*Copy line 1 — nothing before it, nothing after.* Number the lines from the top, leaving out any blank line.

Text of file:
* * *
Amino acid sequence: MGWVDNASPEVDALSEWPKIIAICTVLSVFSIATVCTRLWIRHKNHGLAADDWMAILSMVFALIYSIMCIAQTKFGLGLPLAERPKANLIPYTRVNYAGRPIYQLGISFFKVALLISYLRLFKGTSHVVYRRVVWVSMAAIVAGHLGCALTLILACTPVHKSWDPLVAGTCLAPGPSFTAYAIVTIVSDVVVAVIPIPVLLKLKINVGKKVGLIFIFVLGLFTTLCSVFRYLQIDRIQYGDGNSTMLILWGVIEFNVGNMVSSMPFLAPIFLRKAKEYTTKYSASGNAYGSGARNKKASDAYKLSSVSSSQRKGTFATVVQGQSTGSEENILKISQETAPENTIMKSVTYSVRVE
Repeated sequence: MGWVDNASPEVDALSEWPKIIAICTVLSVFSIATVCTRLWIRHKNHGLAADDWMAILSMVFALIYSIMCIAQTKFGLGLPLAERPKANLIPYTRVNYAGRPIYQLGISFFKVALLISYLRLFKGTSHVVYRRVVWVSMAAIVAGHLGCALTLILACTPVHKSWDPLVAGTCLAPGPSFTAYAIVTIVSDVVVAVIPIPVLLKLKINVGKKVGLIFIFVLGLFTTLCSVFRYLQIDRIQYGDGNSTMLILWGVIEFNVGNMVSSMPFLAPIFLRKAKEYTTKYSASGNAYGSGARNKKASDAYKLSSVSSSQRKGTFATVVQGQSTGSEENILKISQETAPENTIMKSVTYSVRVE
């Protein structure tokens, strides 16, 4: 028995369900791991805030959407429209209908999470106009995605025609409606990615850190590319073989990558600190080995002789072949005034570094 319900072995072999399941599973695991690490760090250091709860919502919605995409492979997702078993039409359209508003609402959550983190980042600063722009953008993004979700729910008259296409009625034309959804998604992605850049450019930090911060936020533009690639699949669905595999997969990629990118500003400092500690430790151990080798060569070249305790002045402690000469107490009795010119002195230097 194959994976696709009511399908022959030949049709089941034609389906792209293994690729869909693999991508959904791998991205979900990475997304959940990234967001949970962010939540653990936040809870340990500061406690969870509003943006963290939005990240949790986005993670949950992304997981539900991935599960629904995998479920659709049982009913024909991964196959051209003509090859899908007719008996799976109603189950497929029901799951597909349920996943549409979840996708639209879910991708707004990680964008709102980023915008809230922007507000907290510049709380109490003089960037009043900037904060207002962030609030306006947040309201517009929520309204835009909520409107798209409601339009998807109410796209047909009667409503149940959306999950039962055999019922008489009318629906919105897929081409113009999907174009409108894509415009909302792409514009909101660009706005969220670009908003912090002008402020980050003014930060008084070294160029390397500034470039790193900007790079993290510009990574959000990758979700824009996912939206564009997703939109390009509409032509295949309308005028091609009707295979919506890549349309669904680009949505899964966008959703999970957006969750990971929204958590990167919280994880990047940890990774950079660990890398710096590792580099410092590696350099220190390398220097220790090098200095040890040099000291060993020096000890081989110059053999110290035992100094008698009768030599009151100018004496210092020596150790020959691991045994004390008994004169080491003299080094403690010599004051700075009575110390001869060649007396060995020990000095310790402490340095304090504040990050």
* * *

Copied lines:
Amino acid sequence: MGWVDNASPEVDALSEWPKIIAICTVLSVFSIATVCTRLWIRHKNHGLAADDWMAILSMVFALIYSIMCIAQTKFGLGLPLAERPKANLIPYTRVNYAGRPIYQLGISFFKVALLISYLRLFKGTSHVVYRRVVWVSMAAIVAGHLGCALTLILACTPVHKSWDPLVAGTCLAPGPSFTAYAIVTIVSDVVVAVIPIPVLLKLKINVGKKVGLIFIFVLGLFTTLCSVFRYLQIDRIQYGDGNSTMLILWGVIEFNVGNMVSSMPFLAPIFLRKAKEYTTKYSASGNAYGSGARNKKASDAYKLSSVSSSQRKGTFATVVQGQSTGSEENILKISQETAPENTIMKSVTYSVRVE